“He smiled like she was prey”
That was a witness describing how Mustafa Elmotalki, a Moroccan and failed asylum seeker indecently assaulted an 11 year old girl in a grocers in Croisilles (France) in 2018. This story is on page 117 of the book, one of hundreds, some even worse, that occurred across Europe (and Australia and the US occasionally) and are detailed in this book.
Any book by Ayaan Hirsi Ali is of international importance and well worth reading. I disagree with her on a few issues; I think I am one of those right-wing populists your mother warned you not to talk to. But nevertheless she makes some valid and interesting points and the collection in one place of crimes occurring all over Europe makes the official line that these are isolated incidents look like the nonsense we know it to be.
Starting with the introduction when she explains how publication was delayed by the Covid 19 pandemic she explains the reasons why she wrote it.
Why does she focus only on Muslim men when sexual violence is a universal phenomena? “After all, when the Red Army invaded Germany between 1944 and 1945 Soviet soldiers committed many more crimes than those described in this book…”
As an aside I have read that many of the German women so raped reported that their assailants were from the second wave of Soviet troops, and from divisions recruited from the Soviet Central Asian Republics (like Uzbekistan, or Chechnya) who would have been of Muslim descent, albeit brought up under a regime that repressed all religion. The Red soldiers of European ethnicity who arrived first were too busy butchering every German male of any age they saw to have time to rape the women. Others who have made a closer study of that atrocity can confirm or correct my suggestion.
The reason she focuses on the Muslim immigrants is that evidence of sexual misconduct by some Muslim immigrants provides populists and other right-wing groups with a powerful tool to demonise all Muslim immigrants.
The main premise of the book is that the varied sex crimes committed against women of all ages, in Europe (but not confined to Europe as Australia and the US are mentioned) are affecting women’s lives such that the hard-won equalities of recent years are in danger of being lost as our lives are constrained by the dangers we might face if we exercise the freedoms we are used to. Women not walking out on the streets after a certain hour, or unless in company, or wearing clothing modest to Muslim standards beyond our own. Obeying de facto sharia norms to avoid the unwelcome attentions and censure of Muslim newcomers to the district.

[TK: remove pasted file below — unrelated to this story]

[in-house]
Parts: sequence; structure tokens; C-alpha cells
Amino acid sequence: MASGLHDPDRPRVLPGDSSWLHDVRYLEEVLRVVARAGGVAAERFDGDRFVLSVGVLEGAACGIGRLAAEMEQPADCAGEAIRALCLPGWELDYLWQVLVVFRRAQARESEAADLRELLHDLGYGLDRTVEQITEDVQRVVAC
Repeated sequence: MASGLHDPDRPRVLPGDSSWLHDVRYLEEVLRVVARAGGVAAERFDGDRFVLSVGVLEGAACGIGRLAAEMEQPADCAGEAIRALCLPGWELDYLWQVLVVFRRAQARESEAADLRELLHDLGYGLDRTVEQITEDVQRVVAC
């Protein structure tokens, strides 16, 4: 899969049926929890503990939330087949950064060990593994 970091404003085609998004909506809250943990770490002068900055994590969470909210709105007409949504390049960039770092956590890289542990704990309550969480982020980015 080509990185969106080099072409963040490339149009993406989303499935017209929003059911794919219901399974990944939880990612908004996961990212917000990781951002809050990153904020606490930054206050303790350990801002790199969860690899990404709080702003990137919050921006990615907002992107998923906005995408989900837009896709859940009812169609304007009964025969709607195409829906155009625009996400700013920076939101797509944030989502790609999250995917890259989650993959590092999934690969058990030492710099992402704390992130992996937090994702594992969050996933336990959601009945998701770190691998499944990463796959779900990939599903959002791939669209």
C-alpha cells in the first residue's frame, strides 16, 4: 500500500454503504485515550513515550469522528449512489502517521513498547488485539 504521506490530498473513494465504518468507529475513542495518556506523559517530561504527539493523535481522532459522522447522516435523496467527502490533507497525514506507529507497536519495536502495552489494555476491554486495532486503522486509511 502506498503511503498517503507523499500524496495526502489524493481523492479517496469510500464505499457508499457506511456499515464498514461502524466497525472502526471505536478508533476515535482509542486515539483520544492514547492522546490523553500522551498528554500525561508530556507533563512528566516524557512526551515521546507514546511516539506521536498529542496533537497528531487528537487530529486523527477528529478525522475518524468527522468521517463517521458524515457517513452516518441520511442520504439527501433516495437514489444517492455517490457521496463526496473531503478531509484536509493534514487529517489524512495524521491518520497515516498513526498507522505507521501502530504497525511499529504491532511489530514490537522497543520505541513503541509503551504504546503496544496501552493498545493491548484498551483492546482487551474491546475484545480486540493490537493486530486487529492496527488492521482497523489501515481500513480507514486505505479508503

She speaks many times of her fear that ‘the clock will be turned back’ maybe 200 years, or to some other period of history. The threat is actually worse than that. In North west Europe, in England definitely, there has not been a time in written recorded history when in law an Englishwomen couldn’t and didn’t leave her home to conduct her lawful business freely, without let or hindrance.
She is honestly pro-immigration, having benefitted twice from the ability to migrate first to the Netherlands, then to the United States, but she is adamant about a migrant’s responsibility to integrate and be an asset to their chosen country.
The main book is in four parts and 18 Chapters. Some are statistics, carefully compiled and necessary to support the evidence and arguments that come later. Most of the case studies and court cases are from Germany and Sweden. Chapter 4, Taharrush Gamea (the rape game) comes to Europe is particularly harrowing, in my opinion. In Chapter 11 The Modesty Doctrine she quotes Phyllis Chesler on the subject of the miserable existence of the later wives under a polygamy regime, and how a Muslim woman expects abuse and sexual assault but it comes as a shock to a western woman. Dan Seligson’s observations in that chapter as to how polygamy gives rise to more violent and less prosperous societies is very interesting.
One thing we both agree on is in Chapter 8, The Broken Windows of Liberal Justice. Liberal Judges who give a lenient sentence for a first sexual conviction are giving encouragement to an offender who perceives mercy as weakness.